Gulf of Mexico disturbance 93L a Lousiana flood threat; Katia a hurricane

By: Dr. Jeff Masters , 3:28 PM GMT on September 01, 2011

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Surface winds over the northern Gulf of Mexico are rising, pressures are falling, and heavy thunderstorms are building today thanks to a tropical disturbance (Invest 93L) that is the product of a tropical wave interacting with an upper-level low pressure system. At 8:35 am CDT, winds at the Mississippi Canyon 711 oil rig were south-southeast at 38 mph. This is just 1 mph below tropical storm force, but the wind instrument was 348 feet (106 m) above the ocean surface, and winds near the surface were probably considerably lower, near 30 mph. Long range radar out of Mobile, Alabama shows heavy rain showers building along the northern Gulf Coast, but these rain showers are not organized into spiral bands and show no signs of rotation. Strong upper-level winds out of the west-northwest are creating 30 knots of wind shear over 93L, keeping the storm's heavy thunderstorms disorganized. Strong onshore winds raising tides to 1 - 2 feet above normal are likely along the northern Gulf Coast through the weekend, and coastal flood statements have been issued for the region.


Figure 1. Predicted rainfall for the 5-day period ending at 8am EDT Sep 6, 2011. A large region of rains in excess of 15 inches is expected over Southeast Louisiana. Image credit: NOAA/HPC.


Figure 2. U.S. drought conditions on August 30. The rains from 93L have the potential to bring major drought relief to drought-stricken portions of the coast. Image Credit: U.S. Drought Monitor.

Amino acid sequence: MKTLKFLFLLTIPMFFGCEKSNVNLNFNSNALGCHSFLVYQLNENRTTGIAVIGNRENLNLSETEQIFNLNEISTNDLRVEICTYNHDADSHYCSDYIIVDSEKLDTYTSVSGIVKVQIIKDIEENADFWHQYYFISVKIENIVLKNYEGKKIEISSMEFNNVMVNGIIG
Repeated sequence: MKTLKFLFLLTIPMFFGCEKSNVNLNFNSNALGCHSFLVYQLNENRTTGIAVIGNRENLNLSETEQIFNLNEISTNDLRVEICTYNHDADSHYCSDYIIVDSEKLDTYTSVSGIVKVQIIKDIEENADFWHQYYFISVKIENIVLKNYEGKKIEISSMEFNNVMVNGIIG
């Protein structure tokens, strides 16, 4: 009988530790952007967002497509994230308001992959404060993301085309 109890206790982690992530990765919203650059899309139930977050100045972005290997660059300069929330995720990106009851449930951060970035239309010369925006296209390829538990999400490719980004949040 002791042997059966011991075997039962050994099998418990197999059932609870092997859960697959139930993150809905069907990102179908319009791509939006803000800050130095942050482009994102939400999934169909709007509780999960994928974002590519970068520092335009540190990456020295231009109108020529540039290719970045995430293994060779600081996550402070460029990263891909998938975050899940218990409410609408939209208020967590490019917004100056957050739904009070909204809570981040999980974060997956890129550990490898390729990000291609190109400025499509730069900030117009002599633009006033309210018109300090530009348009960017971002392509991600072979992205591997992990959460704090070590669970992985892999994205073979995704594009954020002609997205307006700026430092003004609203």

By late tonight, wind shear is expected to drop to the moderate range, below 20 knots, and 93L should begin to organize into a tropical depression. Wind shear is expected to remain moderate, 10 - 20 knots, into Monday. There is some cold, dry air aloft that will retard this process, and I think the earliest we would see a tropical depression is Friday afternoon. NHC is giving 93L a 70% chance of developing into a tropical depression by Saturday morning. All of the major models develop 93L near the Louisiana coast, and show a slow and erratic movement due to weak steering currents. Coastal Louisiana, Mississippi, Alabama, and the extreme western Panhandle of Florida will likely receive very heavy flooding rains beginning this afternoon and intensifying Friday and Saturday. The latest rainfall forecast from NOAA Hydrological Prediction Center (Figure 1) shows that a large area of 15+ inches of rain is expected over Southeast Louisiana. The region is under moderate drought, so flooding problems will be delayed compared to what we'd normally expect from heavy rains of over a foot. Nevertheless, minor to moderate freshwater flooding is likely from 93L, and flash flood watches are posted for New Orleans and surrounding areas, and rainfall amounts of 1 - 3 inches per hour are possible in some of the heavier rain squalls. Ocean temperatures are near record warmth, 88°F (31.3°C), which will provide plenty of moisture for heavy rains, and plenty of energy to help 93L strengthen into a tropical storm. Most of the models predict 93L will have some motion to the west by Saturday, which would bring rains to the Texas coast near the Louisiana border. Steering currents will be weak in the Gulf this weekend and early next week, making it difficult to predict where the storm might go. If 93L stays over water through Tuesday, like the ECMWF model is predicting, the storm would be a threat to intensify into a hurricane. Most of the other models predict 93L will move ashore over Louisiana by Sunday, limiting the storm's development to just tropical storm strength. I think it at least 50% likely 93L will be a tropical storm with 40 - 60 mph winds along the coast of Louisiana by Sunday.